Short stories from the South make penetrating dramas
Tales of the Unknown South PBS, Sunday, 10-11 p.m. (Check local time.) Dramatization of two short stories: ``Ashes,'' by Julia Peterkin, and ``Neighbors,'' by Diane Oliver. These two tales of the ``unknown South'' are just that - stories that avoid the clich'ed views of outsiders and instead let you see old folkways and modern struggles through the eyes of the South's own people. The approach is gentle in style, quietly penetrating, and utterly natural in tone. And the dramas have a real short-story flavor about them, with sly twists of plot that allow quick, deep looks into human nature.
``Ashes'' - from a collection called ``Green Thursday,'' by the Pulitzer Prize-winning South Carolina author Julia Peterkin - was written in 1924 and tells of a poor old black woman named Maum, who is told she has to leave her little house in the country. It seems a well-dressed young white man - an early equivalent of a yuppie - wants to build his home nearby and needs her place for his cook to live in. As the construction crew arrives and begins building, Maum goes about her business as if nothing is happening. When she prays for help and then does something rash, the final result - unexpected but wholly plausible - shows how human understanding can transcend racial differences.
Moving at an easy pace, as if taking its time in the warm sun, the production is full of the sounds and feeling of the rural South, including accents that may take some sharp listening. At the center is the ancient and elemental figure of Maum (Rosanna Carter), a folk symbol of indomitability. She says little, but her compelling, broad-cheekboned face is a tragic mask that seems to sum up the hard life of the country poor.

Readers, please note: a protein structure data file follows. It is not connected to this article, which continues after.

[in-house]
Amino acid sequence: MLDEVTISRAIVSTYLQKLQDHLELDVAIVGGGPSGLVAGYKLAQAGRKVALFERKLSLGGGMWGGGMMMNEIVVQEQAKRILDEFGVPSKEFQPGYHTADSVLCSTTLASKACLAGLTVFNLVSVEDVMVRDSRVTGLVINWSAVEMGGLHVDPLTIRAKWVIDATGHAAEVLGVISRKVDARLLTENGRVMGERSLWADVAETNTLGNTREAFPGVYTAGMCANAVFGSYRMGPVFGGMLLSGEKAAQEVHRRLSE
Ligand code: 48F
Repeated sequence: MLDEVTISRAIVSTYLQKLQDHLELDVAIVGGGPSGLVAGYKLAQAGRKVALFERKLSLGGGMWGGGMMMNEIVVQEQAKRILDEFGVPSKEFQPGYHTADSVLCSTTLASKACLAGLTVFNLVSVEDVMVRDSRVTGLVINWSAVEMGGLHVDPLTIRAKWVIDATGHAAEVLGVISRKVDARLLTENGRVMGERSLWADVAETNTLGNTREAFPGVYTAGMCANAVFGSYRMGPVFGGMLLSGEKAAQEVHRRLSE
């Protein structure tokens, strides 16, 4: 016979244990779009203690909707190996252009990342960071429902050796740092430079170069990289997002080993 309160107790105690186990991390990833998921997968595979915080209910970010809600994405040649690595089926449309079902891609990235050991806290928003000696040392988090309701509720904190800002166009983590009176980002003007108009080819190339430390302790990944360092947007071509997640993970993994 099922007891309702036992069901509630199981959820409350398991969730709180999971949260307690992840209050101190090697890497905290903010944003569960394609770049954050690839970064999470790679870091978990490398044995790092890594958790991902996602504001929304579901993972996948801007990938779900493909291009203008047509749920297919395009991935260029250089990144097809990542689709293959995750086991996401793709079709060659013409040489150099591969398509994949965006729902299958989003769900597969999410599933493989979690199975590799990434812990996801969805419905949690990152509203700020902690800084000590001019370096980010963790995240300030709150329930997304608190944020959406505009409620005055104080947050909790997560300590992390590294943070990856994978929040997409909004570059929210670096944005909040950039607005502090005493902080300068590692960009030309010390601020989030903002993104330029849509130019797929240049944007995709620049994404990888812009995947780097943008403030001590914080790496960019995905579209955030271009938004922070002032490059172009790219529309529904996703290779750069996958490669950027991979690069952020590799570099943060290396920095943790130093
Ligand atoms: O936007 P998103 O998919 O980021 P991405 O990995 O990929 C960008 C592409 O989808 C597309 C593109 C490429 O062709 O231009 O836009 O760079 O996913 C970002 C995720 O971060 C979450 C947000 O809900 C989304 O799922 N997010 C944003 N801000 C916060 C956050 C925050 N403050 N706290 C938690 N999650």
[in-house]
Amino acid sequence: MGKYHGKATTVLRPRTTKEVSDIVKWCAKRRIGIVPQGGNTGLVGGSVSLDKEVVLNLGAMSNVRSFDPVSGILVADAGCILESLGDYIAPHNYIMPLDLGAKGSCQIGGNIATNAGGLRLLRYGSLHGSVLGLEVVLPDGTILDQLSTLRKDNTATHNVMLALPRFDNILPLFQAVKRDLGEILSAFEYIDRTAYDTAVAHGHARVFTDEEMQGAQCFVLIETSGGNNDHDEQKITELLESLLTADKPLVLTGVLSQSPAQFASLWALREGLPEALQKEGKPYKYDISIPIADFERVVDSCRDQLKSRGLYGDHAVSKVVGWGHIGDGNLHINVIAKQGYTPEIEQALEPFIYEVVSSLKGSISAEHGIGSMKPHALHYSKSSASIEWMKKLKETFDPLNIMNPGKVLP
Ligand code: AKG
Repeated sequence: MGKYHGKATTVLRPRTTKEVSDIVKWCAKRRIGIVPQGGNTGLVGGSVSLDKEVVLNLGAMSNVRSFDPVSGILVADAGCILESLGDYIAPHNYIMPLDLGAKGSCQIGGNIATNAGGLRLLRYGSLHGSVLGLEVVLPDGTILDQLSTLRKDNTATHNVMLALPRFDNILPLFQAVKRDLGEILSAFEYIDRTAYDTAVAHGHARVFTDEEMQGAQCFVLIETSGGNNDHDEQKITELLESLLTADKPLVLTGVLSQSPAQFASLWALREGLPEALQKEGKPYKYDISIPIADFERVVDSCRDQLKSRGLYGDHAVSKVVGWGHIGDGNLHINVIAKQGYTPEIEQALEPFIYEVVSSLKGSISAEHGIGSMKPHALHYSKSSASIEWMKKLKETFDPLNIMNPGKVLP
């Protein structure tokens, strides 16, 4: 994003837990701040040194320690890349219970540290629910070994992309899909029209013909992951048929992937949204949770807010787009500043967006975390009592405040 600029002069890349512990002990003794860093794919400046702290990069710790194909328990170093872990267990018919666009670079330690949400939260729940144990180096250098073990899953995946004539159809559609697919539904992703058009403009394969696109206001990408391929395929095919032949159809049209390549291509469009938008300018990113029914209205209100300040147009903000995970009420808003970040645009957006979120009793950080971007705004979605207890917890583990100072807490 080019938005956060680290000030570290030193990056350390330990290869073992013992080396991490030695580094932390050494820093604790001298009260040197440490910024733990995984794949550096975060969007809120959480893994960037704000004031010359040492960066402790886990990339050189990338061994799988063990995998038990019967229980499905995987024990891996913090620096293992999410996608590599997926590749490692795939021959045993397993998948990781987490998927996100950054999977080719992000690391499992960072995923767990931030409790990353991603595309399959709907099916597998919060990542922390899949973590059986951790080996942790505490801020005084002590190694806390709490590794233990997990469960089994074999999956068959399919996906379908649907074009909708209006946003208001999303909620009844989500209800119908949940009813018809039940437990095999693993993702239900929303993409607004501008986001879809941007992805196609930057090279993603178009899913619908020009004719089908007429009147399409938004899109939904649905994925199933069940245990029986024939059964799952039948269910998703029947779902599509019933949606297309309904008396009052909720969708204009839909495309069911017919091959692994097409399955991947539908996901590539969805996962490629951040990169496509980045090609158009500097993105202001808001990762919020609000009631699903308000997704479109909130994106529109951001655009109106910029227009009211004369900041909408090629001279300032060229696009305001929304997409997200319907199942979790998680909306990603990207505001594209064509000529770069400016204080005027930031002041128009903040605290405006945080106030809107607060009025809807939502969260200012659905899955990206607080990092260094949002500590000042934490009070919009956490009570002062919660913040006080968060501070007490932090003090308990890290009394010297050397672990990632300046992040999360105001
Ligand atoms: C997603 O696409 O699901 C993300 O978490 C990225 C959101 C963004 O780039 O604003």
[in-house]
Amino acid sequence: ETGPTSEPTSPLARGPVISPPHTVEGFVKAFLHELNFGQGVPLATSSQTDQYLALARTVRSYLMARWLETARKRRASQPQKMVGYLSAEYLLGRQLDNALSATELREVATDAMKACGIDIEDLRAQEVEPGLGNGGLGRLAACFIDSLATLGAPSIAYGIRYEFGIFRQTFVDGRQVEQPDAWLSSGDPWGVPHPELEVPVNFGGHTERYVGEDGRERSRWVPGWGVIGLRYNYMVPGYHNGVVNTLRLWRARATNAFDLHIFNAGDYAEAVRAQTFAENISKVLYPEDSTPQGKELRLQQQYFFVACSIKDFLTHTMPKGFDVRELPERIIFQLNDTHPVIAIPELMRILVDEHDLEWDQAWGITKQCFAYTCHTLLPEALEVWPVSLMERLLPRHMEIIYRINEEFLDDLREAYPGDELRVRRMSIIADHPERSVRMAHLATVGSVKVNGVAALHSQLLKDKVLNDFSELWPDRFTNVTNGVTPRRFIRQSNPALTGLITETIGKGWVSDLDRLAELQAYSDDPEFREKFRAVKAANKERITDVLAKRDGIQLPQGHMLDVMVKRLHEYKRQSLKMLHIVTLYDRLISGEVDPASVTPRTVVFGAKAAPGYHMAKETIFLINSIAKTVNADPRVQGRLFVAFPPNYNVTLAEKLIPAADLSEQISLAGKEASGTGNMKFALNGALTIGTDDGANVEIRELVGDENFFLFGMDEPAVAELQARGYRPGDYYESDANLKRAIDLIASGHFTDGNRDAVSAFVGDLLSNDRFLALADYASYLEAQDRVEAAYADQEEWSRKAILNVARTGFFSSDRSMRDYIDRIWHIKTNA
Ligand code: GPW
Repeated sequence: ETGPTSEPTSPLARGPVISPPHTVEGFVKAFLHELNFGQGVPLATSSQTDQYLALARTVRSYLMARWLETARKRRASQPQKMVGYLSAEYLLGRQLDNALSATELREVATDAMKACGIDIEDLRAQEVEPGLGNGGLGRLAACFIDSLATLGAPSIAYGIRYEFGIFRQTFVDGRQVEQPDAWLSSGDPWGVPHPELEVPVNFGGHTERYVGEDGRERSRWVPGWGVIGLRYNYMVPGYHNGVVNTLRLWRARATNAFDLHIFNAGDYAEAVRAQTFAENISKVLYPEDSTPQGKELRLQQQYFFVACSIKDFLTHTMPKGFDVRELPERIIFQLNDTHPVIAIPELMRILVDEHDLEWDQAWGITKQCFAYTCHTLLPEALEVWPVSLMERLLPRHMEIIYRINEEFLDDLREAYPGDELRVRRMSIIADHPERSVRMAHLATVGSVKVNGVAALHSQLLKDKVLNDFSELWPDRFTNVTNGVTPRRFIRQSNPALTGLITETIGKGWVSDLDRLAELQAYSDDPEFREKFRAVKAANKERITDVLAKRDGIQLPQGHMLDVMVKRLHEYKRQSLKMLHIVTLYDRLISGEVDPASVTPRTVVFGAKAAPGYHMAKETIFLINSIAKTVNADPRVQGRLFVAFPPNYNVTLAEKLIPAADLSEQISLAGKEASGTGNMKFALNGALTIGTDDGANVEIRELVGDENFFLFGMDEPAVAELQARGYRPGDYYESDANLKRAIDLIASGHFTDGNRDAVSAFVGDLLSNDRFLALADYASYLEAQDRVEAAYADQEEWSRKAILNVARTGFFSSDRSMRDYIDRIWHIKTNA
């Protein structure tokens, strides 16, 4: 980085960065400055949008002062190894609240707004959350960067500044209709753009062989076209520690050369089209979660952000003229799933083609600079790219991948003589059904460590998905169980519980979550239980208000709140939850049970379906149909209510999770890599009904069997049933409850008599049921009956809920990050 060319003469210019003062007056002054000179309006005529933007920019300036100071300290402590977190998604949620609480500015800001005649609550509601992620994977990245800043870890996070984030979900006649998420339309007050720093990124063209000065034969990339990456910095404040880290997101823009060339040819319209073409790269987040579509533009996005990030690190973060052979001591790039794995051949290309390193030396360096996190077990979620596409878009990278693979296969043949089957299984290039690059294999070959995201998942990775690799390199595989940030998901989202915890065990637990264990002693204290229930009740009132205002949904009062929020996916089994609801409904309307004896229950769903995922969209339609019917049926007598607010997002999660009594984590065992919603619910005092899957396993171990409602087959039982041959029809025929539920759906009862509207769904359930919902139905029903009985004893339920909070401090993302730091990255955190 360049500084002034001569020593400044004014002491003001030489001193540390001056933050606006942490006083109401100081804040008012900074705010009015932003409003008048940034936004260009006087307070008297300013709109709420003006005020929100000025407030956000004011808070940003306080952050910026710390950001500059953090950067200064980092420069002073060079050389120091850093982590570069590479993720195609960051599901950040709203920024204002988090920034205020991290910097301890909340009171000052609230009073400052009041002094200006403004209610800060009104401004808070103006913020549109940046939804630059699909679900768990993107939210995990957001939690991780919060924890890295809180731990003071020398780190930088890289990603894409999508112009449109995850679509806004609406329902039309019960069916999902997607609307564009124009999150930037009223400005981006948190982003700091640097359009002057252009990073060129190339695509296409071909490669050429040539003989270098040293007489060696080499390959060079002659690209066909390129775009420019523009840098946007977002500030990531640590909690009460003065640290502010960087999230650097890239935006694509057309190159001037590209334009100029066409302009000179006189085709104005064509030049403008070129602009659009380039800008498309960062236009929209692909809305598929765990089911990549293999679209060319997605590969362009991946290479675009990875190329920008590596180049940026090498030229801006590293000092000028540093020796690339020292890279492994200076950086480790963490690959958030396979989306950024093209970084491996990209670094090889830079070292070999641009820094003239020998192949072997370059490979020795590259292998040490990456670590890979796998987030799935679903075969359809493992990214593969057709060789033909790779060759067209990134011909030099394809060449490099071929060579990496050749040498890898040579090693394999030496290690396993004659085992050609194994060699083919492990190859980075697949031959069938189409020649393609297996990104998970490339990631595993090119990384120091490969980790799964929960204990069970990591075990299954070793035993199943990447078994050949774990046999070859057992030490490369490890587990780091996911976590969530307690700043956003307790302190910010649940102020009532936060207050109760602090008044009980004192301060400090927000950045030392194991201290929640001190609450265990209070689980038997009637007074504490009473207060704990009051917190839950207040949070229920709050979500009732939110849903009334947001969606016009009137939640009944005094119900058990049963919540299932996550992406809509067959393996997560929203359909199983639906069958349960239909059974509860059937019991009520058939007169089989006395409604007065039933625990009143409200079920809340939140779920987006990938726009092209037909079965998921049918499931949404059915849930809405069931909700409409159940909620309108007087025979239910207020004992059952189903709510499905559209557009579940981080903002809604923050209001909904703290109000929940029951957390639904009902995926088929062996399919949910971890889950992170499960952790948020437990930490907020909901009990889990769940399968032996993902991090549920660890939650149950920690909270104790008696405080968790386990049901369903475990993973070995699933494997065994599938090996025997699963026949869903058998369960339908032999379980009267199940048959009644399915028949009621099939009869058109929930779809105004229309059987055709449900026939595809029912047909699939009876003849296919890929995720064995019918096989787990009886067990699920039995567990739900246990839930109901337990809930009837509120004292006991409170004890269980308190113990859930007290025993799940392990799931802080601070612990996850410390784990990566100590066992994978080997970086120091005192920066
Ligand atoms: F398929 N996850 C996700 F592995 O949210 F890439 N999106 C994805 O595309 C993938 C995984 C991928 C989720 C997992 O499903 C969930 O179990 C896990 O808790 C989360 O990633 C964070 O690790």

``Neighbors'' jumps to 1963 and the Southern civil rights movement. Diane Oliver's short story about young Tommy, the first black student to enter an all-white Southern school sees things through the eyes of a black family - and especially their grown daughter. Its concern is neither the ideology nor the tactics of integration, but family values and human need.
Through big and small signs you can feel how frightening a challenge this is to his family - like his mother's anguished tears and cry of ``He's so little.''
It's a crisis seen from the private side rather than the familiar public image of today - police, crowds, confrontations. Like ``Ashes,'' this story reads the meaning of a conflict in the daily life of its victims. In a charming scene showing Tommy's older sister bathing him and putting him to bed, the handsome and vulnerable young boy is like an unblemished lamb ready to be sacrificed to a social cause. Why should this small innocent pay the price for the passions of the two sides, you wonder.
The family's answer ends this piece on a note of wisdom and hope, with a sad recognition of harsh realities in the background.
In both stories - ``Ashes'' and ``Neighbors'' - blacks live in a hostile white world. But there's a revealing difference in black attitudes between the two periods. Faced with a challenge, Maum's only recourse is furtive action and the connivance of a white sherriff, whereas the family in ``Neighbors'' can at least try actively to shape their own place in society.